Because it is May, and the sun
Yawns over the mountain —
The birds turn into accountants —
Grass dews under the Day
Because it is Thine, and the trees
Grow next to the hedges —
The way connects to the edges
Of sky — And life is mine
Because it is Spring, and the air
Dawns out of the canyon —
The east reviews golden banners —
Nature’s prayer bids us sing.
7 May 2009, Provo, Utah
Cynthia Hallen is a poet and professor living in Utah. Her full bio is available here.
Mysterious March morning storm —
Not lonesome — desiccate, but warm.
A male duck lying in the leaves —
Not living — emerald, one grieves.
A branch serves as a sextant stave —
Piled stones on leaves appoint a grave —
Prompt hyacinths on higher hill
Could contemplate the silenced bill —
Nearby his counterpart — awake —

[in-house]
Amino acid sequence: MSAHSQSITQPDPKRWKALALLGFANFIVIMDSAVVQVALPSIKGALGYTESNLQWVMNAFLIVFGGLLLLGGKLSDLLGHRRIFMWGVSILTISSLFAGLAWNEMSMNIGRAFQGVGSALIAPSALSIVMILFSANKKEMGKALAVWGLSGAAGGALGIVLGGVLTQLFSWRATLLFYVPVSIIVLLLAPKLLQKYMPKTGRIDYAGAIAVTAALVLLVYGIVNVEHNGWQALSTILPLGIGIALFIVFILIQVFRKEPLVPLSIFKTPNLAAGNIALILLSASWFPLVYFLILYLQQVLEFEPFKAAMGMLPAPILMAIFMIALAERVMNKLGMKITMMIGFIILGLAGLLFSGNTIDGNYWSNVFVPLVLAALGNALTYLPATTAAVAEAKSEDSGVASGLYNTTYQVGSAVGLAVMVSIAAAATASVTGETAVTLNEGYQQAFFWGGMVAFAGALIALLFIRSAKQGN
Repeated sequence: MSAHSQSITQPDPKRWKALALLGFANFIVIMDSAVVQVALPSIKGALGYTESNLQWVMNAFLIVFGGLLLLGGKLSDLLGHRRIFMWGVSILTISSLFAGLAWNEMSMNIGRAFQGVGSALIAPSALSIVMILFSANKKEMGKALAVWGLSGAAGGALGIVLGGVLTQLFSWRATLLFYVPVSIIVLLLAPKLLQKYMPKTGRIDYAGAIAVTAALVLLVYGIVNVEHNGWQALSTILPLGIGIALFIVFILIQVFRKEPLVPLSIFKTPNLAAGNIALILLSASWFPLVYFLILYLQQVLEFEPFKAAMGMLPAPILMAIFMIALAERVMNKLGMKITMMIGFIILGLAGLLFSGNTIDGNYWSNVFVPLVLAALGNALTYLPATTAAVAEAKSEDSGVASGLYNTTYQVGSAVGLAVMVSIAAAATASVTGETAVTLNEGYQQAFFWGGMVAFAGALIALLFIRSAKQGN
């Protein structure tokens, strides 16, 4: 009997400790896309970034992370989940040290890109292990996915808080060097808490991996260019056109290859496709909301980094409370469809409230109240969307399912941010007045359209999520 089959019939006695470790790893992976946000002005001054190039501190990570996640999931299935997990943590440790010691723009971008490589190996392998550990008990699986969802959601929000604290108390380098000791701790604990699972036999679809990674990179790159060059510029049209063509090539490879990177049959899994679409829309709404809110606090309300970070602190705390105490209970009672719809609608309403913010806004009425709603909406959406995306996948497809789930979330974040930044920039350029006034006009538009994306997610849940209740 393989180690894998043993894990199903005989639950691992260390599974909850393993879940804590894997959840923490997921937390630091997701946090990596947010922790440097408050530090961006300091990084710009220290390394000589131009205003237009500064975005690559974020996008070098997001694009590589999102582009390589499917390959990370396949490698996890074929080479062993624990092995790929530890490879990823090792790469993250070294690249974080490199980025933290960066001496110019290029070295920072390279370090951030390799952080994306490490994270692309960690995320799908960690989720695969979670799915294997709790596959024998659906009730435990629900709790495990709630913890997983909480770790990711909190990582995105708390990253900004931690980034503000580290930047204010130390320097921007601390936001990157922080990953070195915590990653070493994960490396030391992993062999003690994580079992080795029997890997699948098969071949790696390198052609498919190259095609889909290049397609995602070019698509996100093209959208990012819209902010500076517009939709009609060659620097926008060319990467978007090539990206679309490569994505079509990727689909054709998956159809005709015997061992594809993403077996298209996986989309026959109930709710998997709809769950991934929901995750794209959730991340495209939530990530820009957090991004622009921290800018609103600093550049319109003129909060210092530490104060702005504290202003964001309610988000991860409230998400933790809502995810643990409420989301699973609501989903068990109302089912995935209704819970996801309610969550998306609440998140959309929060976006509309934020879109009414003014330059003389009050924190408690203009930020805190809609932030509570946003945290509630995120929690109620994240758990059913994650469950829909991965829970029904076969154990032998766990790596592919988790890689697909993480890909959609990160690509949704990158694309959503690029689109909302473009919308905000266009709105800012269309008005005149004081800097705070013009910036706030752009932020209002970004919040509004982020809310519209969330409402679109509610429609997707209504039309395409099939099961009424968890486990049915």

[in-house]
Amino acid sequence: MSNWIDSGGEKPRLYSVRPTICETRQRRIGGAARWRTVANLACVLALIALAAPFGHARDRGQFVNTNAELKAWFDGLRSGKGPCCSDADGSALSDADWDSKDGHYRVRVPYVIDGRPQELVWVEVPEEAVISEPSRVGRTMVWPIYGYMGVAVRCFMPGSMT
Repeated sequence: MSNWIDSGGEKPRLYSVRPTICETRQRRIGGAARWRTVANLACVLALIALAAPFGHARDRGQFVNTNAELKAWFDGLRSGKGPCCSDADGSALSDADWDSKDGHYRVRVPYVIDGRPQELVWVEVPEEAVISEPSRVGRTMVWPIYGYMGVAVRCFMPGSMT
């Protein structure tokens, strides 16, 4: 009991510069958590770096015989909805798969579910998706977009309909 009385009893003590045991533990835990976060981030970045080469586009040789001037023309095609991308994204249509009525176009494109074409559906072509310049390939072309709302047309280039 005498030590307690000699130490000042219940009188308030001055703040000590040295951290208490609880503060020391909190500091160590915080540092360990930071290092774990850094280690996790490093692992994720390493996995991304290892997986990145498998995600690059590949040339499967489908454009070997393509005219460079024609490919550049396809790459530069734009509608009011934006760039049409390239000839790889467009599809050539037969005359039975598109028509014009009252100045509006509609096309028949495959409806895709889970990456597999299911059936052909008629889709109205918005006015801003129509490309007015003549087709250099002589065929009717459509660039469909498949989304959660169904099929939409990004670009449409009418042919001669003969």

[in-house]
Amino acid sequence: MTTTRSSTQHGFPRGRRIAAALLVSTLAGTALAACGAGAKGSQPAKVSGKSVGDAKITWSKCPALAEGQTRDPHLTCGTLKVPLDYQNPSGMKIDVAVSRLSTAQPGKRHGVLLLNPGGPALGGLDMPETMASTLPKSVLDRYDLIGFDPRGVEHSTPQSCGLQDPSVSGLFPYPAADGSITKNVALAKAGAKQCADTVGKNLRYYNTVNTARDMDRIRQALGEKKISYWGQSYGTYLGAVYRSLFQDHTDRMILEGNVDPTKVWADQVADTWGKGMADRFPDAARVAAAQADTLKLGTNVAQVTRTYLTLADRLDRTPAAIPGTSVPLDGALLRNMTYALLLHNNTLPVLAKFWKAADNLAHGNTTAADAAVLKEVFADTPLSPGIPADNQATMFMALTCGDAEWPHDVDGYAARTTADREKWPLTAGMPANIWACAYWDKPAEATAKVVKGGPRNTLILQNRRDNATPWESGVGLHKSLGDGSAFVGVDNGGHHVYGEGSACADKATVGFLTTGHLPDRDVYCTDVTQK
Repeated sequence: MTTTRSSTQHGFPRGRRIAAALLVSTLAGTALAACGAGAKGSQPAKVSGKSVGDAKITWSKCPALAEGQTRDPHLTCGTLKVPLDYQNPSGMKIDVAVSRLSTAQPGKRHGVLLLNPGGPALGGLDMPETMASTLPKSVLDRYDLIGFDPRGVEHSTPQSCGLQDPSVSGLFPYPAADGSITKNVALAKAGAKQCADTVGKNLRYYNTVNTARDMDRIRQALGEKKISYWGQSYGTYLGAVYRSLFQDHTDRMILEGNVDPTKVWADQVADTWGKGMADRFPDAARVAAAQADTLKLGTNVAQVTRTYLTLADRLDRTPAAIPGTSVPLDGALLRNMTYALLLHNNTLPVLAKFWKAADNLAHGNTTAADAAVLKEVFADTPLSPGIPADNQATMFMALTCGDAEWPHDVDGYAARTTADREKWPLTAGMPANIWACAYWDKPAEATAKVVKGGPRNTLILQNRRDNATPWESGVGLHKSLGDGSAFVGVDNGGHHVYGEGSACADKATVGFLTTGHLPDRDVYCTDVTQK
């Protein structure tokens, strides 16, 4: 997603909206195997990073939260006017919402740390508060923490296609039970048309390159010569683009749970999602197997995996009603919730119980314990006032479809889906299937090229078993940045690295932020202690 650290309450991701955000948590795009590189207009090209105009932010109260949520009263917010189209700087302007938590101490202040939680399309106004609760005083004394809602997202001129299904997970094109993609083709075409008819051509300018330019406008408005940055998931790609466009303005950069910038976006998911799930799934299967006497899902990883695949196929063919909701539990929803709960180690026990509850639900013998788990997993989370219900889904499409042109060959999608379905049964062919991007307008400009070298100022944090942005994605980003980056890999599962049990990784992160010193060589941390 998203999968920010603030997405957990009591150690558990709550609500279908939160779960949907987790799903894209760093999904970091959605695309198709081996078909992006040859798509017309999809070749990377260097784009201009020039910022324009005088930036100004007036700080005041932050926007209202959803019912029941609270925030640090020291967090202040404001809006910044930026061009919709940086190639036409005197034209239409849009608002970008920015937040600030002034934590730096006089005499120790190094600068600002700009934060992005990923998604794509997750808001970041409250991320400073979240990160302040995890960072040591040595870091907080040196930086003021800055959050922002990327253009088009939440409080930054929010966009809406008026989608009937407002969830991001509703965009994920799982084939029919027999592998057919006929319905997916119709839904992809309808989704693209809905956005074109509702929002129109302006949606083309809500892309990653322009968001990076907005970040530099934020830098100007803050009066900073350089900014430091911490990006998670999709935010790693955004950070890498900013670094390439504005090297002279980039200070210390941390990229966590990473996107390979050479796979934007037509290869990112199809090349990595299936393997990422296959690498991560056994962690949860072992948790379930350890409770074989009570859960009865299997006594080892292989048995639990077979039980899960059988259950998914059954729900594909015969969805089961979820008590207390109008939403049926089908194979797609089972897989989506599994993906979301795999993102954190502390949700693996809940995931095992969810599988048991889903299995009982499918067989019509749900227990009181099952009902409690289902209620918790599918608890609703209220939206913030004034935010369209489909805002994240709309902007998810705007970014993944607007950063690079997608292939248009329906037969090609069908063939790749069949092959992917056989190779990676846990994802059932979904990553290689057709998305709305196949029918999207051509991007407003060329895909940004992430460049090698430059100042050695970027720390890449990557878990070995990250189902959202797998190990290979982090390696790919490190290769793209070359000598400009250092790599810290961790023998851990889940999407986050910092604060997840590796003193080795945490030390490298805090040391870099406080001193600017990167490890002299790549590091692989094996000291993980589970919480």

Who waits — not wallows — for his sake —
In curly willow’s winding shade —
Sits fallow on the spilling grade.
To shudder at the wounded wings —
To stutter from unuttered strings
Of empathy is requisite.
To murmur — spring is dedicate.
26 March 2012, BYU Botany Pond, Provo, Utah
Cynthia L. Hallen is an associate professor in the Department of Linguistics and English Language at BYU. Among other varied and impressive things, she is building an Emily Dickinson Lexicon, a comprehensive dictionary of words in ED’s poems, to help readers, scholars, and international translators better understand the works and words of Dickinson, who explored the realms of nature and religion with exceptional reverence, intelligence, honesty, and spirituality. In addition to scholarly research, Cynthia has a modest but consistent record of awards and publications in creative writing, mainly poems and essays.